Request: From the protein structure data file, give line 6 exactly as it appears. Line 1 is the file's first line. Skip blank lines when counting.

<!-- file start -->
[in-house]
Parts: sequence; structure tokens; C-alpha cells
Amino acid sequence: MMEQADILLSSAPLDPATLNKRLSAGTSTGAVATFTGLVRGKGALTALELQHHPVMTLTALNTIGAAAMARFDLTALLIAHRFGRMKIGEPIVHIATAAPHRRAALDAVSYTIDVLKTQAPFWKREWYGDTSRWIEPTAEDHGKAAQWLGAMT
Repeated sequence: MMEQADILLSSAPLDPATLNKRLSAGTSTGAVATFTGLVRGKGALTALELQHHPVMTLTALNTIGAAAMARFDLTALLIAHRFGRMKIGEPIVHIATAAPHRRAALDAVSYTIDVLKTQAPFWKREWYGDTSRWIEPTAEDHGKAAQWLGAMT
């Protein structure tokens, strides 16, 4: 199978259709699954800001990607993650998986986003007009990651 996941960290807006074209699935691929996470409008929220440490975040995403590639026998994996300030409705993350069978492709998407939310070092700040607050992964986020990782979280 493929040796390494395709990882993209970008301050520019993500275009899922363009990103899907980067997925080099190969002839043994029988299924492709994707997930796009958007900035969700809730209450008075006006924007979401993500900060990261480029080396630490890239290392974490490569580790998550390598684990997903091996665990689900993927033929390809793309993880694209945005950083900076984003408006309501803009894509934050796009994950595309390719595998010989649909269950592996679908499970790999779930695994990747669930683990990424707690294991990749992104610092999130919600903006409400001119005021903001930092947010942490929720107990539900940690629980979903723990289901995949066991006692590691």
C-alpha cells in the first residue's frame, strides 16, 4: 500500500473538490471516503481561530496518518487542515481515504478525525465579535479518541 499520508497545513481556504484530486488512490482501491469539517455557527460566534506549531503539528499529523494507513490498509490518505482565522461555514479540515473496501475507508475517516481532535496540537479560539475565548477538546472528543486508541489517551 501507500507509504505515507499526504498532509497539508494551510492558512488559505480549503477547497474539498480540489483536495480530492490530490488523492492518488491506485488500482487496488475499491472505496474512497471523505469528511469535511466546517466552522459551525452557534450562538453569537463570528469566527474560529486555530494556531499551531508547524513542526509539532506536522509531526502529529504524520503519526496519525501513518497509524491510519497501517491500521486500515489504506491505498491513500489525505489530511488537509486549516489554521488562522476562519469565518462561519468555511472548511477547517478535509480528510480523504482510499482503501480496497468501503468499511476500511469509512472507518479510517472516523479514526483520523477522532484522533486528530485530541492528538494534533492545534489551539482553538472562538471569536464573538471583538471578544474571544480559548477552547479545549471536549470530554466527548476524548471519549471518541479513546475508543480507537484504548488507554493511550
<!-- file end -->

C-alpha cells in the first residue's frame, strides 16, 4: 500500500473538490471516503481561530496518518487542515481515504478525525465579535479518541 499520508497545513481556504484530486488512490482501491469539517455557527460566534506549531503539528499529523494507513490498509490518505482565522461555514479540515473496501475507508475517516481532535496540537479560539475565548477538546472528543486508541489517551 501507500507509504505515507499526504498532509497539508494551510492558512488559505480549503477547497474539498480540489483536495480530492490530490488523492492518488491506485488500482487496488475499491472505496474512497471523505469528511469535511466546517466552522459551525452557534450562538453569537463570528469566527474560529486555530494556531499551531508547524513542526509539532506536522509531526502529529504524520503519526496519525501513518497509524491510519497501517491500521486500515489504506491505498491513500489525505489530511488537509486549516489554521488562522476562519469565518462561519468555511472548511477547517478535509480528510480523504482510499482503501480496497468501503468499511476500511469509512472507518479510517472516523479514526483520523477522532484522533486528530485530541492528538494534533492545534489551539482553538472562538471569536464573538471583538471578544474571544480559548477552547479545549471536549470530554466527548476524548471519549471518541479513546475508543480507537484504548488507554493511550